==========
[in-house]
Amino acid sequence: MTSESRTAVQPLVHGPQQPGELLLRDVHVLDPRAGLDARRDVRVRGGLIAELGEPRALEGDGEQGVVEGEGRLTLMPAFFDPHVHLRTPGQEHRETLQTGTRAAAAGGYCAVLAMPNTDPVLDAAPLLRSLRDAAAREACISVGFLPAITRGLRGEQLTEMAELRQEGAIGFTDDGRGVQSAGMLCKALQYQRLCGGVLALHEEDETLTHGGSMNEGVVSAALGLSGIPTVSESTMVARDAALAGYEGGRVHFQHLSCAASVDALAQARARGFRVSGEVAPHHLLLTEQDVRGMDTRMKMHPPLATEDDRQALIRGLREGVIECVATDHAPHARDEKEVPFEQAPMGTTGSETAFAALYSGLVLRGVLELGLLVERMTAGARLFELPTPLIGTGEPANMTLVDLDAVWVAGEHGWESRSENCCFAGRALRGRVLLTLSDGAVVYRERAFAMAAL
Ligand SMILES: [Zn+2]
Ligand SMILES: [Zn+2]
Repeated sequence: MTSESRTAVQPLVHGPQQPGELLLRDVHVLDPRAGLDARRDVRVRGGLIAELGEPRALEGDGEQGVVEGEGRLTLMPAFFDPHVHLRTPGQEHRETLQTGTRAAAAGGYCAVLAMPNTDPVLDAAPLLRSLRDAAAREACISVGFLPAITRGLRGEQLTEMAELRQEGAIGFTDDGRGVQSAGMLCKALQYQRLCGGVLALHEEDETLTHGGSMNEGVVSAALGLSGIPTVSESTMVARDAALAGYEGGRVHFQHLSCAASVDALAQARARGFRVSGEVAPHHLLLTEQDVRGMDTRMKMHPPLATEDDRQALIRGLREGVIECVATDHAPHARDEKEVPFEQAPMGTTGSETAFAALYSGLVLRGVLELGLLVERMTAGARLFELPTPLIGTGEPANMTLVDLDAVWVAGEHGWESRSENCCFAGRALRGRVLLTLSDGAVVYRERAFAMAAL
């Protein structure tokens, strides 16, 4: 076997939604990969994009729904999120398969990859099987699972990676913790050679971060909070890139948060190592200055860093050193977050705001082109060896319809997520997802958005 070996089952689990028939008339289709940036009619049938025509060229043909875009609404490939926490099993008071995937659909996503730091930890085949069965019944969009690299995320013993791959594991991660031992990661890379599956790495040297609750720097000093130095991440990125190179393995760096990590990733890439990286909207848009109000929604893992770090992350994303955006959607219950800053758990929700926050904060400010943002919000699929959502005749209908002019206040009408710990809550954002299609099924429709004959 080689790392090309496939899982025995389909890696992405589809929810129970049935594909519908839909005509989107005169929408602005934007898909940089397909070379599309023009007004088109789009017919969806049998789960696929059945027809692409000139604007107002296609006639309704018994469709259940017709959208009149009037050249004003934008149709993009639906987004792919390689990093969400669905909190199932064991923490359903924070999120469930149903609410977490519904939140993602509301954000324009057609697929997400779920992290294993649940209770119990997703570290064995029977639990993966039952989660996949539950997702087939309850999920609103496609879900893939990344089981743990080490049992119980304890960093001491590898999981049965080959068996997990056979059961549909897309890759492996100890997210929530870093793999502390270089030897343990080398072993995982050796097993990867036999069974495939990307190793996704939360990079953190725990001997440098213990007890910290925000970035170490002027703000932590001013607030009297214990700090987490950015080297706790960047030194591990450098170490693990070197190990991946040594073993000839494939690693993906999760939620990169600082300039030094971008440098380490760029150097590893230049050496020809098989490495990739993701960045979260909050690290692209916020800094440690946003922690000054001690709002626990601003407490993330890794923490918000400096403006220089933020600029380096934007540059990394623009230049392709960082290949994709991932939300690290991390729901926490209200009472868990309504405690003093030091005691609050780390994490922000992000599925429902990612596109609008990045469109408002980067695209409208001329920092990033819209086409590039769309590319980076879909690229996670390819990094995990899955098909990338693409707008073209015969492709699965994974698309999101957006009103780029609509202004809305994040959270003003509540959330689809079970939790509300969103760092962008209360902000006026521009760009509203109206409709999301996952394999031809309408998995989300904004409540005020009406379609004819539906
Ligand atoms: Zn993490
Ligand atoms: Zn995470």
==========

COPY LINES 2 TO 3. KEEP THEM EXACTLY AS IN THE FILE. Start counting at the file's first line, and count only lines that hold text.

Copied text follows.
Amino acid sequence: MTSESRTAVQPLVHGPQQPGELLLRDVHVLDPRAGLDARRDVRVRGGLIAELGEPRALEGDGEQGVVEGEGRLTLMPAFFDPHVHLRTPGQEHRETLQTGTRAAAAGGYCAVLAMPNTDPVLDAAPLLRSLRDAAAREACISVGFLPAITRGLRGEQLTEMAELRQEGAIGFTDDGRGVQSAGMLCKALQYQRLCGGVLALHEEDETLTHGGSMNEGVVSAALGLSGIPTVSESTMVARDAALAGYEGGRVHFQHLSCAASVDALAQARARGFRVSGEVAPHHLLLTEQDVRGMDTRMKMHPPLATEDDRQALIRGLREGVIECVATDHAPHARDEKEVPFEQAPMGTTGSETAFAALYSGLVLRGVLELGLLVERMTAGARLFELPTPLIGTGEPANMTLVDLDAVWVAGEHGWESRSENCCFAGRALRGRVLLTLSDGAVVYRERAFAMAAL
Ligand SMILES: [Zn+2]